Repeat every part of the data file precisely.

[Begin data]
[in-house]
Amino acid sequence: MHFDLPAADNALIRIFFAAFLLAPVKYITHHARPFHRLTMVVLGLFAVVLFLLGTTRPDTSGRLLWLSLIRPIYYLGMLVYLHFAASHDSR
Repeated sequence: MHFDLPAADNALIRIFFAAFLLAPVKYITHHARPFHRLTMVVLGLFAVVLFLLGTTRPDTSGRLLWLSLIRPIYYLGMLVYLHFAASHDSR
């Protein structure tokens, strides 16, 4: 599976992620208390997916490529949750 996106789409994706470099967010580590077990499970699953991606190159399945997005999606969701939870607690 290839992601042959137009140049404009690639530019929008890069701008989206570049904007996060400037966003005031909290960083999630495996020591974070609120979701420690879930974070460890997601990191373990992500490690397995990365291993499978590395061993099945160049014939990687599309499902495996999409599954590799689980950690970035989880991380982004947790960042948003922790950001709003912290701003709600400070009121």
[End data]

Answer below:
[in-house]
Amino acid sequence: MHFDLPAADNALIRIFFAAFLLAPVKYITHHARPFHRLTMVVLGLFAVVLFLLGTTRPDTSGRLLWLSLIRPIYYLGMLVYLHFAASHDSR
Repeated sequence: MHFDLPAADNALIRIFFAAFLLAPVKYITHHARPFHRLTMVVLGLFAVVLFLLGTTRPDTSGRLLWLSLIRPIYYLGMLVYLHFAASHDSR
């Protein structure tokens, strides 16, 4: 599976992620208390997916490529949750 996106789409994706470099967010580590077990499970699953991606190159399945997005999606969701939870607690 290839992601042959137009140049404009690639530019929008890069701008989206570049904007996060400037966003005031909290960083999630495996020591974070609120979701420690879930974070460890997601990191373990992500490690397995990365291993499978590395061993099945160049014939990687599309499902495996999409599954590799689980950690970035989880991380982004947790960042948003922790950001709003912290701003709600400070009121």